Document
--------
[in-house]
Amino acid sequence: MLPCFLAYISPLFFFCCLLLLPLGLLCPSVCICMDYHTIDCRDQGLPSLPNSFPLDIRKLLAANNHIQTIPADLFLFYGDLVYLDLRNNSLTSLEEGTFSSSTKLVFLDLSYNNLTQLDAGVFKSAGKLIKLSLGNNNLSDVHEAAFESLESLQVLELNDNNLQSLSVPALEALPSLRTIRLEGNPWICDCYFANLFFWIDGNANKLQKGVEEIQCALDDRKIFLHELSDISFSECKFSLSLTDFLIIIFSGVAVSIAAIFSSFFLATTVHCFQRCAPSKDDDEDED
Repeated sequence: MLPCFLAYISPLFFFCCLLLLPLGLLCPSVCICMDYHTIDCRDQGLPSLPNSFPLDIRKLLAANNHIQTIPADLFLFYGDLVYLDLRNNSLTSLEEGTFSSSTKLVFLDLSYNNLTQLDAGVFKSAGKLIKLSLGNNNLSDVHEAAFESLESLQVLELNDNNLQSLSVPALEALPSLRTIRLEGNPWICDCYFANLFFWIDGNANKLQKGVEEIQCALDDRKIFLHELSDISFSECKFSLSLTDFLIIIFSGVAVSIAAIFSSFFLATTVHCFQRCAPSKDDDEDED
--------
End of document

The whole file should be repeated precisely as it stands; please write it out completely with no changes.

[in-house]
Amino acid sequence: MLPCFLAYISPLFFFCCLLLLPLGLLCPSVCICMDYHTIDCRDQGLPSLPNSFPLDIRKLLAANNHIQTIPADLFLFYGDLVYLDLRNNSLTSLEEGTFSSSTKLVFLDLSYNNLTQLDAGVFKSAGKLIKLSLGNNNLSDVHEAAFESLESLQVLELNDNNLQSLSVPALEALPSLRTIRLEGNPWICDCYFANLFFWIDGNANKLQKGVEEIQCALDDRKIFLHELSDISFSECKFSLSLTDFLIIIFSGVAVSIAAIFSSFFLATTVHCFQRCAPSKDDDEDED
Repeated sequence: MLPCFLAYISPLFFFCCLLLLPLGLLCPSVCICMDYHTIDCRDQGLPSLPNSFPLDIRKLLAANNHIQTIPADLFLFYGDLVYLDLRNNSLTSLEEGTFSSSTKLVFLDLSYNNLTQLDAGVFKSAGKLIKLSLGNNNLSDVHEAAFESLESLQVLELNDNNLQSLSVPALEALPSLRTIRLEGNPWICDCYFANLFFWIDGNANKLQKGVEEIQCALDDRKIFLHELSDISFSECKFSLSLTDFLIIIFSGVAVSIAAIFSSFFLATTVHCFQRCAPSKDDDEDED